Nicholas Godfrey (Nikki Sudden), singer and guitarist: born London 19 July 1956; died New York 26 March 2006.
Swell Maps were one of many British garage bands who followed the DIY route pioneered by punk groups like Buzzcocks and Desperate Bicycles and issued records on their own label, Rather Records.
Led by the singer and guitarist Nikki Sudden and the drummer, pianist and vocalist Epic Soundtracks, Swell Maps released their début single, "Read About Seymour", on Rather in 1977. In the post-punk era, they secured a distribution deal with Rough Trade and issued a further four singles - "Dresden Style", "Real Shocks", "Let's Build a Car" and "Forest Fire" - which all topped the independent charts, as well as two critically acclaimed albums, A Trip to Marineville (1979) and Swell Maps in Jane from Occupied Europe (1980).
Mixing the pop sensibility of T-Rex with the soundscape experiments of German art-rockers Can and Faust, Swell Maps became darlings of the UK alternative scene and recorded three John Peel sessions (later included on the Whatever Happens Next compilation) before imploding in 1980.
Sudden went solo, fronting the Jacobites, the French Revolution and the Mermaids as well as collaborating with Mike Scott of the Waterboys, Rowland S. Howard, the former guitarist with the Birthday Party, and Boz Boorer, Morrissey's long-standing guitarist. Sudden's heroes were Keith Richards and Ronnie Wood, and he emulated their rock'n'roll attitude and outlaw mystique.
Nikki Sudden was born Nicholas Godfrey in London in 1956, moving with his family to Solihull in the mid-Sixties. After seeing Marc Bolan on television in 1971, Godfrey and his friend David Barrington bought their first guitars and in 1972 formed Swell Maps - the name came from an episode of the television serial Stingray. Godfrey became Nikki Sudden, Barrington took the name Phones Sportsman and Godfrey's younger brother Kevin, now called Epic Soundtracks, "drummed on anything that would make a noise, cardboard boxes, telephone books", recalled Sudden:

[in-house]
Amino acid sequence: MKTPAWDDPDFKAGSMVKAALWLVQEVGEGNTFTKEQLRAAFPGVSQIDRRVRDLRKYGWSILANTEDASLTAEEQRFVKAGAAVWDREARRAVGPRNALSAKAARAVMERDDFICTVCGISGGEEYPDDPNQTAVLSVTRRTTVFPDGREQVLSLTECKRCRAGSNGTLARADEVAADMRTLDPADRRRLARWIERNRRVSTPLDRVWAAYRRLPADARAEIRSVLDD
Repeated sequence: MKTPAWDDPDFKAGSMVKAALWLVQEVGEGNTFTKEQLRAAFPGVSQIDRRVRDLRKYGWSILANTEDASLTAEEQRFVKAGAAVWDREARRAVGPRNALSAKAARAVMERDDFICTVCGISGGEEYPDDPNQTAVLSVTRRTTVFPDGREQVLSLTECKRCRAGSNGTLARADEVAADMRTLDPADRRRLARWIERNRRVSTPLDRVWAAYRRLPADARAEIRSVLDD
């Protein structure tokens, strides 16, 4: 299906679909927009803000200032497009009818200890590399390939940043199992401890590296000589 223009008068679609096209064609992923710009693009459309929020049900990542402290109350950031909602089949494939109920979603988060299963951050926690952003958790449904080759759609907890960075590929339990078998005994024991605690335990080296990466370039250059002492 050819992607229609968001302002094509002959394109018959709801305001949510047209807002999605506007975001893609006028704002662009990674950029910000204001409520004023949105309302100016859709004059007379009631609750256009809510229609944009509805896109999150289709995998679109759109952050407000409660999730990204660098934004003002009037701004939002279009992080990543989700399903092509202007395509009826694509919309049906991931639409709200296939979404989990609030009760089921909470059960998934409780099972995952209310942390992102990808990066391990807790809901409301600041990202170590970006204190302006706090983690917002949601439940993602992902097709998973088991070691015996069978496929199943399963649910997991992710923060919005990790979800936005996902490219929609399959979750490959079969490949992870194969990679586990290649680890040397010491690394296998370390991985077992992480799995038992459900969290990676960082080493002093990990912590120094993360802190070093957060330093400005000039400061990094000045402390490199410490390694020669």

Epic only got a snare drum the following year. Gradually he built up his drum-kit but he also played piano very well.
The Swell Maps line-up changed constantly around the Godfrey brothers but, by the time they made their live début as a trio at Barbarella's in Birmingham on Boxing Day 1977, Jowe Head was playing bass. "Read About Seymour" featured Richard Earl on guitar. Swell Maps packed a lot of recording and gigging into the next three years until they fell apart on a tour of Italy in 1980.
Two years after the band split, Nikki Sudden recorded Waiting on Egypt, his first solo album. In 1984, he joined forces with Epic Soundtracks and the guitarist Dave Kusworth to form the Jacobites, a group modelled on the Faces and the Rolling Stones and also heavily influenced by Bob Dylan and Johnny Thunders of the New York Dolls and Heartbreakers fame.
Alan McGee signed the Jacobites to his label Creation and issued the 1986 album Texas, as well as the follow-up, Dead Men Tell No Tales (1987), and Back to the Coast, a compilation of Sudden recordings, in 1990 but, despite releasing a further 20 albums, including the excellent Treasure Island with the Last Bandits in 2004, the guitarist and singer never made the transition from cult figure to the mainstream.
Always popular with continental Europe's rock'n'roll cognoscenti, Sudden moved to Berlin in the mid-Nineties. At the time of his death, he was working on a biography of the Stones guitarist Ronnie Wood as well as an album entitled The Truth Doesn't Matter and had been due to return from New York to play UK dates next month. Epic Soundtracks was found dead in his flat in London in November 1997, and Sudden compiled a posthumous album, Good Things (2005), from demos of his brother's work.
Asked about the influence Swell Maps had on the DIY bands that followed, Sudden once said,
You're always creating for yourself and for the moment and that's what we were doing. But one also thinks of how one's work will be seen, to some degree or another, even if it's just in the back of your mind. I've always wanted to make records that are timeless, in the same way that Beggars Banquet [the Rolling Stones album] is timeless. Whether I've succeeded is another matter. I think that sometimes, many times, I have. I'm pretty proud of most things I've done. Just wish that I'd done more.
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